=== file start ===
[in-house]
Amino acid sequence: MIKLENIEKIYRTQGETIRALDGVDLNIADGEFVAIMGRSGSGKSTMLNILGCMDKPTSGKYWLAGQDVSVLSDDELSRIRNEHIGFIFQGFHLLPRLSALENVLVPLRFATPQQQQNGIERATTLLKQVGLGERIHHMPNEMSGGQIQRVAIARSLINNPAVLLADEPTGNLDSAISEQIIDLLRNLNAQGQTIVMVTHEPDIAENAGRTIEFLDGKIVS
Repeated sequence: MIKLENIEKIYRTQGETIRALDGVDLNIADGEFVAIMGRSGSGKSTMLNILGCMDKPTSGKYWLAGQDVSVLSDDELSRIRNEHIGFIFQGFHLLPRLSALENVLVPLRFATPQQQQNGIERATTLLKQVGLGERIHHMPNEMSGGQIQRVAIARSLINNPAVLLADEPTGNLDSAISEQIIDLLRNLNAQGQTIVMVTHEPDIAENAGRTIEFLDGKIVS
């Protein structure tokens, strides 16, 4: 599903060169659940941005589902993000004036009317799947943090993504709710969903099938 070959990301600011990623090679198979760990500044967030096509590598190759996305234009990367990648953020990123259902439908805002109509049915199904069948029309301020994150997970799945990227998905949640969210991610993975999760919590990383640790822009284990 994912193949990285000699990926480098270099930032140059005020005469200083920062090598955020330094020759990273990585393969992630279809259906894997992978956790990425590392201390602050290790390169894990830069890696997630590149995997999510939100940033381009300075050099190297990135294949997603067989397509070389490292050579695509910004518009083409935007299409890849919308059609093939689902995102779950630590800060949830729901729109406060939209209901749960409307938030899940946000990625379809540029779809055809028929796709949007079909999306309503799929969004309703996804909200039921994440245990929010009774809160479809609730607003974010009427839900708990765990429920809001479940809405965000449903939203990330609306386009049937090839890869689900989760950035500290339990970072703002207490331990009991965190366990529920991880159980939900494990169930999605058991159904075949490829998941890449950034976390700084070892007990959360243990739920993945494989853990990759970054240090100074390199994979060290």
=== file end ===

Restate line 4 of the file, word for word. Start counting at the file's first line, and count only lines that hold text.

């Protein structure tokens, strides 16, 4: 599903060169659940941005589902993000004036009317799947943090993504709710969903099938 070959990301600011990623090679198979760990500044967030096509590598190759996305234009990367990648953020990123259902439908805002109509049915199904069948029309301020994150997970799945990227998905949640969210991610993975999760919590990383640790822009284990 994912193949990285000699990926480098270099930032140059005020005469200083920062090598955020330094020759990273990585393969992630279809259906894997992978956790990425590392201390602050290790390169894990830069890696997630590149995997999510939100940033381009300075050099190297990135294949997603067989397509070389490292050579695509910004518009083409935007299409890849919308059609093939689902995102779950630590800060949830729901729109406060939209209901749960409307938030899940946000990625379809540029779809055809028929796709949007079909999306309503799929969004309703996804909200039921994440245990929010009774809160479809609730607003974010009427839900708990765990429920809001479940809405965000449903939203990330609306386009049937090839890869689900989760950035500290339990970072703002207490331990009991965190366990529920991880159980939900494990169930999605058991159904075949490829998941890449950034976390700084070892007990959360243990739920993945494989853990990759970054240090100074390199994979060290």